Last time, I shared how we tackled the digital design planning for the Fallout 4 Power Armor build. We extracted the game models using NifSkope, prepared them for our build by increasing their detail in Blender, then finally cut them into sections that would fit on our 3D printers in NetFabb. With our first batch of models are ready to produce, it's time to send them to the machines to create and get them looking nice.

    I'll be using the helmet and the large shoulders to demonstrate the techniques I use to go from raw 3D print to finished master ready for molding. But same process is used whether I'm making something small like a detail piece or a weapon, or the big printed sections of armor. For this build, we'll be using the 3D printer for the interior "frame" pieces, the large shoulders, and the back armor as well as some of the smaller detail bits throughout the armor like the oversized bolts on the knees and the oil filters under the chest.

    I print exclusively in ABS plastic because of some interesting post processing methods available, specifically being able to use acetone to smooth your prints to reduce or eliminate the print "grain" visible at each layer in the printing process. This is not acetone vapor smoothing, which looks really pretty but softens up all of the hard edges we worked to preserve, but rather a solution mixed up and painted directly on to the part. I'll create a batch of "ABS juice" to paint the surface with a brush that both fills in the valleys of the print lines like a body filler, and also acts to soften up and smooth down the high points.

    Inside the Electronics of the 3D-Printed Ghost Trap

    Thanks to Dremel's support and use of their 3D Idea Builder printer and a host of great tools, we were able to build a working, 3D printed, Ghostbusters Ghost Trap. Last time, we took a look at the modeling and design of my 3D printed Ghost Trap, this time we're going to delve inside and see how it works. As we were developing the Ghost Trap project I proposed making a fully functional trap that could open and close with lights and sound. While I am handy with a soldering iron and can generally pick out components for a project, I am no electronics expert and have no experience programming microcontrollers. It's something that has been on my to-do list for a long time so originally I planned on learning the Arduino as part of the Trap build.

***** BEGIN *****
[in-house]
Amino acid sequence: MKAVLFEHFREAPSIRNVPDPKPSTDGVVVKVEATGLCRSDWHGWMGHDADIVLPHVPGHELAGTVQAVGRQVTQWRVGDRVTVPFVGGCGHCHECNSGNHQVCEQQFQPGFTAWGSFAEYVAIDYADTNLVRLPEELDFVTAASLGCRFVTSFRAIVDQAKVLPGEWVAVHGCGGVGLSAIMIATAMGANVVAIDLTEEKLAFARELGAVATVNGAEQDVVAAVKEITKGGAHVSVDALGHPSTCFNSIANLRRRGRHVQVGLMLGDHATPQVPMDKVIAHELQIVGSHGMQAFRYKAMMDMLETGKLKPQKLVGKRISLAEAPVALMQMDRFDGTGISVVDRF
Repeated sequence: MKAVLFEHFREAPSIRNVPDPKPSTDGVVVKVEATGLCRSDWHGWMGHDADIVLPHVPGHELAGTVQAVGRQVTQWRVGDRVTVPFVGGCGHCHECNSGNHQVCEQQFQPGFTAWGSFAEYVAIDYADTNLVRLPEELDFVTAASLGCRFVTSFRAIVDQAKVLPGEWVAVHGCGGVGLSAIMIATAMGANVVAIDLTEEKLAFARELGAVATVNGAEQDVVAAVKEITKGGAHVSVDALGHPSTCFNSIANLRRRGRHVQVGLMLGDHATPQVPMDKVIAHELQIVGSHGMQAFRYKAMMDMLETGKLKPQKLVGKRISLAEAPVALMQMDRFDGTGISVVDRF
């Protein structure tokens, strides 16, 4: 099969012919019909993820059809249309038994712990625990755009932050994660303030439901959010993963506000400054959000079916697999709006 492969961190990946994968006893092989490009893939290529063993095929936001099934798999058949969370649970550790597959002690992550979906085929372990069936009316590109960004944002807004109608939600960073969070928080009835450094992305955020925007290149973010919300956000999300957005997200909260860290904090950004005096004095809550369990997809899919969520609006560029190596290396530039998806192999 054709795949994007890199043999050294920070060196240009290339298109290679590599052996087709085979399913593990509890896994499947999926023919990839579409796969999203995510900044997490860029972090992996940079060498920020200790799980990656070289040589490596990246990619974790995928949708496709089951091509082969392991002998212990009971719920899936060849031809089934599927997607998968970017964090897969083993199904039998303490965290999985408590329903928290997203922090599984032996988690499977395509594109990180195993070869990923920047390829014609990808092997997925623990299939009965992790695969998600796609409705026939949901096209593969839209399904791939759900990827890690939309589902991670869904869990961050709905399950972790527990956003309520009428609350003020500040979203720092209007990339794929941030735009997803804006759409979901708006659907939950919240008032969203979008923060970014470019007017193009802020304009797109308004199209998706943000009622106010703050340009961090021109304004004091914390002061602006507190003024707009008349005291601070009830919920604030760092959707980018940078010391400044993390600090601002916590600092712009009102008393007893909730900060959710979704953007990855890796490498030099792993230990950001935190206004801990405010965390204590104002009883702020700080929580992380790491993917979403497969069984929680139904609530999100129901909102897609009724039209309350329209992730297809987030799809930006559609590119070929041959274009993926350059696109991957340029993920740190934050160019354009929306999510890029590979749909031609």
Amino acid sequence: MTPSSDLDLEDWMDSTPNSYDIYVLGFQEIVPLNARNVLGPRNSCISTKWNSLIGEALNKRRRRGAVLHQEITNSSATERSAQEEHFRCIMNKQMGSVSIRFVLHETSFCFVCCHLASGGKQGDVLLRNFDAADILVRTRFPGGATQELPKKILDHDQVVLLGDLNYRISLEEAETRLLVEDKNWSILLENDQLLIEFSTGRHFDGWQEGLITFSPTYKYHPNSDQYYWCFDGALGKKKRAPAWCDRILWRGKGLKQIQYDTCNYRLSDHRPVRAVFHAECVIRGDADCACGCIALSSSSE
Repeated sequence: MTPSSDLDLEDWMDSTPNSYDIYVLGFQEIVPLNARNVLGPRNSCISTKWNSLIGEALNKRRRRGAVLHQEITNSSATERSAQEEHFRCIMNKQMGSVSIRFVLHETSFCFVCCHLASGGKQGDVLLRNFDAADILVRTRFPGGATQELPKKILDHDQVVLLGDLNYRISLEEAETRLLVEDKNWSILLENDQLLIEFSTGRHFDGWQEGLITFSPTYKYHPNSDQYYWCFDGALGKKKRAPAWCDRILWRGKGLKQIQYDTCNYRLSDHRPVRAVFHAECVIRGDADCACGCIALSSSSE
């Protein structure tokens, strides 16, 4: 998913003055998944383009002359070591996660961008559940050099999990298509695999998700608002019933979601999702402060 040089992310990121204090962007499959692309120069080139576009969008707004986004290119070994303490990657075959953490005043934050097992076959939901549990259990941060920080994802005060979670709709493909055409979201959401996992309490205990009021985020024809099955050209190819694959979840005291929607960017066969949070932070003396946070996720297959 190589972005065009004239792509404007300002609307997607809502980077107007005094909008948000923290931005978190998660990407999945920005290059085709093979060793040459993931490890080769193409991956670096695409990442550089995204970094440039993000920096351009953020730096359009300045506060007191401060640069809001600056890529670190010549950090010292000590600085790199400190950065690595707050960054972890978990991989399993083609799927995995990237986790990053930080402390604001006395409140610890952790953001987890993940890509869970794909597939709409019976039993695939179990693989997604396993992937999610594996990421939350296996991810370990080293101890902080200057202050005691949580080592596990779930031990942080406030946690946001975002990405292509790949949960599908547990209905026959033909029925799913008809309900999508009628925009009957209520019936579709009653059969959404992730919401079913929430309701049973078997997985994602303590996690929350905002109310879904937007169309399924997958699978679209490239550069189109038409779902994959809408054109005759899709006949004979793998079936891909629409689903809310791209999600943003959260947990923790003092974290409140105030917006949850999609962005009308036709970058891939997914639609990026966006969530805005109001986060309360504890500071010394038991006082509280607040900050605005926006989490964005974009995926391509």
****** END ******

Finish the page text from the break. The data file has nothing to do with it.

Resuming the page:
The many parts of the Ghost Trap

    While designing the first iteration of the door mechanism, the amount of work I had to do started to sink in - fully model the trap and pedal, make sure it all fits together while making room for electronics, source hardware and obscure parts, design a door mechanism, figure out a system for smoke, sound, lights and get all the files ready for public release. Oh, and learn how to program the Arduino and make it run the whole thing. I was in over my head and simply did not have the time to do everything and it really bugged me. I like knowing how to do things and I wanted to learn how to program the Arduino, but I had to be realistic about it. Luckily, Jeremy Williams came to the rescue with his electronics and programming expertise--he's tackled zombies before, so ghosts were not a problem.

    The guts of the Ghost Trap.

    I compiled a wish list of functions for Jeremy consisting of a 'must-have' and 'dream' list. At the very least the trap had to open, lights come on, sound effects play. The ultimate dream-build was open and close, lights, sound, smoke and vibration - all controlled via the foot pedal. It took a while for me to communicate to Jeremy what I did and did not know, so he could figure out exactly how much he had to do. I knew I could physically wire everything up but I didn't know how it should be wired. Jeremy and I sat down with all the components, figured out where we needed resistors, how much power we needed, what should get hooked up where, etc. and then it was my turn to wire as much as possible. A habit I've picked up from 3D modeling is to label everything and organize it, so you can turn a scene over to someone else and they can navigate the project with relative ease. I kept this in mind when wiring the trap and made sure to label all the wires and dress them so I could deliver a tidy setup to Jeremy.

    Bits to Atoms: Designing the 3D-Printed Ghost Trap

    We got the tools, we got the talent - and now we have a working 3D printed Ghostbusters Ghost Trap! No - it doesn't really capture ghosts, but it still looks really cool. Thanks to Dremel for sponsoring this project--the Dremel 3D Idea Builder printer and tools they supplied helped to make the Ghost Trap a reality.

    Norm and I wanted to tackle a big project and finally decided on the classic Ghostbusters Ghost Trap used in the first two movies. The trap is introduced in the classic ballroom scene where the Ghostbusters capture Bill Murray's nemesis, Slimer. It's rolled out underneath the unsuspecting ghost and triggered via a remote pedal. The trap opens, bright light streams out, electricity zaps Slimer is sucked inside and the doors slam shut as a bargraph illuminates, indicating the trap is full.

    There are plenty of fans building Ghost Traps in many different ways - wood, plastic, foam and metal but since my specialty is 3D modeling my medium would be 3D printed plastic. There were a few things I knew right away - I wanted to make it fully 3D printable, I wanted lots of individual pieces and I wanted it to function. The first step was to round up reference material which was found in abundance on GBfans.com. Ghostbusters fans Sean Bishop and Stefan Otto had both put out detailed sets of plans for Ghost Traps and these were my starting point. I also did many screengrabs from the Blu-Rays to use as reference. Over the years, many of the knobs, lights and electronic doodads have been identified but are often hard to find, which is partly why I wanted to fully 3D print the trap.